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One of my favorite running buddies is my dog George! I’m doing a series on running with your dog, and if you missed Part 1 on training your dog to run with you, check it out here
When running with George, I noticed he eats a lot more than Sophie, who doesn’t run. Bless her little heart, she tries, but she just is not made for distance. I have been taking her out a few times a week just for a lap around the block. She seems to like it but that is as far as she can go. Because I do run far with George, I wanted to ask a few questions to the Kurgo Vet, Dr. O’Dell, about when I should be feeding him and if he should be on any special diet. I wanted to make sure she is healthy and happy and running for as long as he can be!
How much food should an active dog (running 10-15-20 miles a week) be getting a day. Is there a proper method to figure this out related to their weight? Should they get more food than a non-active dog?
Unfortunately, there is no exact formula that can determine the appropriate amount of food to feed your dog. There are too many factors involved, including the specific diet they area already on, amount and intensity of exercise, and even the dog’s own metabolism. On average, a dog with a regular exercise routine will need more food than a similarly sized sedentary dog. The most important thing to monitor as the dog becomes more active is the body condition. See this chart for an explanation.
Ideally, an active dog should remain around a BCS of 4/9. If you’re are having trouble maintaining the dog’s BCS and he falls below a 4, you may need to switch from a maintenance food to a high performance diet. If you have any more questions, make sure to check in with your vet to confirm your dog is eating enough especially if they are exercising.
Should your dog be getting water while out running?
Yes, if you are hot enough or out long enough that you require water, then your dog needs it too. I usually let George have a drink at a water fountain that we pass by at a local park. I hold him up to it and press the button and he laps up some water right out of the fountain. Kurgo does have a great Collaps A Bowl that you can take with you on a hike, but since I’m pretty much only running with George at this point and don’t carry things with me as we run, I haven’t tried this out yet. We will be doing a few summer races and I will take it with me then so I will know for sure that after the race he has something he can drink out of that I can fill up and take with me no matter where we are.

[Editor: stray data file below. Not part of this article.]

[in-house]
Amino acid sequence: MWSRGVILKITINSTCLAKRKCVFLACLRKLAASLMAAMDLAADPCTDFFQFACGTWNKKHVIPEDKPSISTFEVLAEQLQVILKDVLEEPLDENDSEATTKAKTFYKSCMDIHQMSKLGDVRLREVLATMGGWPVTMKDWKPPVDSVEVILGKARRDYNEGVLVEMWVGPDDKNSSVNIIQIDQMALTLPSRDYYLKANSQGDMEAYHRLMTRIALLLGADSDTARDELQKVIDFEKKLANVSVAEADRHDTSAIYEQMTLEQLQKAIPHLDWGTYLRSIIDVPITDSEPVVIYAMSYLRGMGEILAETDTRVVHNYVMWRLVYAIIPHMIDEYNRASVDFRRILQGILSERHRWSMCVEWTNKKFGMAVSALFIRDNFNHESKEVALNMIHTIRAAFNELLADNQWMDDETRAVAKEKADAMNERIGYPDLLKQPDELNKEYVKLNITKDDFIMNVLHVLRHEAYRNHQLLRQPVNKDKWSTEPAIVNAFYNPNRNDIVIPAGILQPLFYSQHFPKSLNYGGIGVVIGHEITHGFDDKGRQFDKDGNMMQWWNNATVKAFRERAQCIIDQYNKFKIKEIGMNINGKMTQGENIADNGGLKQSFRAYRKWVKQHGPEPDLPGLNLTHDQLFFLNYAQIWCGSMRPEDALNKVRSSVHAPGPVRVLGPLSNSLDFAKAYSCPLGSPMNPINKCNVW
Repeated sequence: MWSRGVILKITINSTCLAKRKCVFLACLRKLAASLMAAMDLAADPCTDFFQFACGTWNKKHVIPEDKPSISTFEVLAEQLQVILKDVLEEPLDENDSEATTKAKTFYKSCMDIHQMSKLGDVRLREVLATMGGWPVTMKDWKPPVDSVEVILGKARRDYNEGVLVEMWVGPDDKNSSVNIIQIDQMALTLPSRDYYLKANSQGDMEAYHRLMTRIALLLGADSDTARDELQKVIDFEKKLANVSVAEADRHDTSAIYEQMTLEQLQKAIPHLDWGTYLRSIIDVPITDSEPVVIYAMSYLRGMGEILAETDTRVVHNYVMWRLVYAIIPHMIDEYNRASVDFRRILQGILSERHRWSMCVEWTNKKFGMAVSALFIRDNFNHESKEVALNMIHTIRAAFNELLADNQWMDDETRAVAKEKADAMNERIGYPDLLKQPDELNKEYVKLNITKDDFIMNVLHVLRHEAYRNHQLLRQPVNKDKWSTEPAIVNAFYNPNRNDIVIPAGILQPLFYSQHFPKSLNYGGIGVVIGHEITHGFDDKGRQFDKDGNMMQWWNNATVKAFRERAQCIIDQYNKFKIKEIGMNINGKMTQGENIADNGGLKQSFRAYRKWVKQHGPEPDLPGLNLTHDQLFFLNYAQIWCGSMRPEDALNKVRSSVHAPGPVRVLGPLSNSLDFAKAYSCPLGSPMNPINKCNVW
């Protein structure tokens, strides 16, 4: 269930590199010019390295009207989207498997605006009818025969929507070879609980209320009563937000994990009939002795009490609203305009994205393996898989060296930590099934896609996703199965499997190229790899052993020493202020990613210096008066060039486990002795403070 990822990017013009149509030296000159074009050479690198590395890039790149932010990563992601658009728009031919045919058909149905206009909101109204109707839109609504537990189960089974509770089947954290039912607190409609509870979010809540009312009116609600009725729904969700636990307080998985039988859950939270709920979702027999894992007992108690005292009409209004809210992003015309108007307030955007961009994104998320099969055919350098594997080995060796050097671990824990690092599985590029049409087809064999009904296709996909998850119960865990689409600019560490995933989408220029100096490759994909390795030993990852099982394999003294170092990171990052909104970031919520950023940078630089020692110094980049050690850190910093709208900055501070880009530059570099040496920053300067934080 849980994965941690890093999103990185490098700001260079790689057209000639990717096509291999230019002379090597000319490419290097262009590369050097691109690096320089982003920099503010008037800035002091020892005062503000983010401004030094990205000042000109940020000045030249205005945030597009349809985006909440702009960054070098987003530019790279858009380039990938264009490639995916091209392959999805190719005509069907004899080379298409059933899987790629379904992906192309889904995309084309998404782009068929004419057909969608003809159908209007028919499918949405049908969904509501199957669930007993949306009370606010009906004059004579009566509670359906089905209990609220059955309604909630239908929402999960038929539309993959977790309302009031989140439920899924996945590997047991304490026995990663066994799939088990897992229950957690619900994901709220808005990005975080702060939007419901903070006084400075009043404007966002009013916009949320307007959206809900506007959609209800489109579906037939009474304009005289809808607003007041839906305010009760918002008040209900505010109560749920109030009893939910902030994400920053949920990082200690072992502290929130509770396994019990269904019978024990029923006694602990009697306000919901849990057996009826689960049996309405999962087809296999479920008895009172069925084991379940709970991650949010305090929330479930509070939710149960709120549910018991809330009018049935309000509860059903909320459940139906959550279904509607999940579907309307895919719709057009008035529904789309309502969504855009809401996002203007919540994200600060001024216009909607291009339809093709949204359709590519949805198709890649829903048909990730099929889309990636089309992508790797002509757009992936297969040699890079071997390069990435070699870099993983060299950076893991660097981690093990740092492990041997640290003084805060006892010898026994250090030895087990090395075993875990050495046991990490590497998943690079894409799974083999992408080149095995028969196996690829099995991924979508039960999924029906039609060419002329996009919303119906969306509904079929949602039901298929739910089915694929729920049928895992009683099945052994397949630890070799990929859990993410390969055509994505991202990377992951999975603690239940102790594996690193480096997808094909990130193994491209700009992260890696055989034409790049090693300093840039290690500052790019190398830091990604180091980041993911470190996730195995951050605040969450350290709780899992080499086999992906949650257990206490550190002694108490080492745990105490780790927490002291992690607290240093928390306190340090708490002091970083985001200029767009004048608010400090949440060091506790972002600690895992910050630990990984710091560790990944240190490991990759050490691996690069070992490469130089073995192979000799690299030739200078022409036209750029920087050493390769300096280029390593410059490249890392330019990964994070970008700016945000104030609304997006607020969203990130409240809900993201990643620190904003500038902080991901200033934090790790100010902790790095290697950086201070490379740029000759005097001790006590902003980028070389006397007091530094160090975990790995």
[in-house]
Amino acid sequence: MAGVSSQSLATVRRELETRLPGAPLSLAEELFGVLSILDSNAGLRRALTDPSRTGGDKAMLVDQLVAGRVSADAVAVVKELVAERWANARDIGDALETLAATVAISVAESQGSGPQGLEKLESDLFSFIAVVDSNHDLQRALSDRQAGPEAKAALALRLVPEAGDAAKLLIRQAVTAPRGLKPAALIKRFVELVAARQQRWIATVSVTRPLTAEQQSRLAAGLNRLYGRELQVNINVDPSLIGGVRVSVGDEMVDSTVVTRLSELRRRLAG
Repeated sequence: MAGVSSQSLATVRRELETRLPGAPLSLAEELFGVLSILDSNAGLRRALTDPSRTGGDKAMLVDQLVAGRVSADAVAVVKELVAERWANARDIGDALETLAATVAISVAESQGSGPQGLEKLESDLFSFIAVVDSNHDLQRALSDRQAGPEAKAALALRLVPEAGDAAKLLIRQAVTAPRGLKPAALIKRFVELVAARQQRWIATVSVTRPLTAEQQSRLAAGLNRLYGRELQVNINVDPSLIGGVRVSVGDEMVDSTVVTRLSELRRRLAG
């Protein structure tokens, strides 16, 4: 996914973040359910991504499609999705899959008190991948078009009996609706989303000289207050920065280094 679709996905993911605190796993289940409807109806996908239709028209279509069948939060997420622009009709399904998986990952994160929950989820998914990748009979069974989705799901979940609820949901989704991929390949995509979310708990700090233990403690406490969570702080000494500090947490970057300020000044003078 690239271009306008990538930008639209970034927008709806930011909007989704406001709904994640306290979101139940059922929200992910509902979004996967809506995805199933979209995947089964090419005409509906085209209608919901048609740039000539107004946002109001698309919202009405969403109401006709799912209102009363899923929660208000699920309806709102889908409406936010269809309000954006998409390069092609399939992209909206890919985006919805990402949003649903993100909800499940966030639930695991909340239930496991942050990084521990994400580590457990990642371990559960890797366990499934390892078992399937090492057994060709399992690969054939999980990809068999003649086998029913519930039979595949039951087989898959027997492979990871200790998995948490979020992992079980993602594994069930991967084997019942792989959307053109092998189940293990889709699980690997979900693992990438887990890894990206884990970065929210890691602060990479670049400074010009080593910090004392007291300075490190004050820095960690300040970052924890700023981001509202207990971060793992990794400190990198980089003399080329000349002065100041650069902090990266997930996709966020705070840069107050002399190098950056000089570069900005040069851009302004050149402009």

Are there any restrictions regarding when to feed your dog right after a run? I’ve heard you should wait 30 minutes to an hour after to not have digestive issues?
I recommend feeding >4h prior to a run. After a run, it is actually beneficial to feed right away. A meal immediately after exercising (no longer than 2 hours post run) leads to improved replenishment of muscle glycogen as well as more rapid and more complete muscle protein replenishment.
Any brands of dog foods that are great for active dogs?
There are high performance foods for endurance dogs – sled dogs, for example. These foods are high in protein and fat to provide a lot of calories in a small volume. For intermediate athletes, which includes most dogs who are also running buddies, all they require is a mild increase in quantity of the regular maintenance food they are already eating.
Here are some examples of maintenance foods that are great:
Science Diet Adult Advanced Fitness 17.5 lbs $26
Eukanuba Premium Performance 30/20 16.5 lbs $30
Eukanuba Active Performance 28/18 16.5 lbs $31
Purina Pro Plan Performance 30/20 18 lbs $32
Purina Pro Plan Active 26/16 18 lbs $32
Sophie, earlier this week, happy on the Kurgo Leash! She is loving the fact that she can get out more with the new leash. I end up taking George on a long run and when he’s home and tired I take her out quick for the 10 minute around the block track :)
Remember, you can find ALL BREEDS AND ALL AGES of dogs at local animal shelters and rescue groups. Please save a life and adopt a pet instead of buying from a breeder or pet store. Both our dogs were homeless and we couldn’t have asked for better additions to our family!
Dr. Susan O’Dell, DVM, grew up in Michigan, where she received her Bachelors Degree in biology at the University of Michigan and her Doctorate of Veterinary Medicine at the Michigan State University College of Veterinary Medicine. Since her graduation, she has been practicing at animal hospitals across New England with a particular focus on educating small animal clients.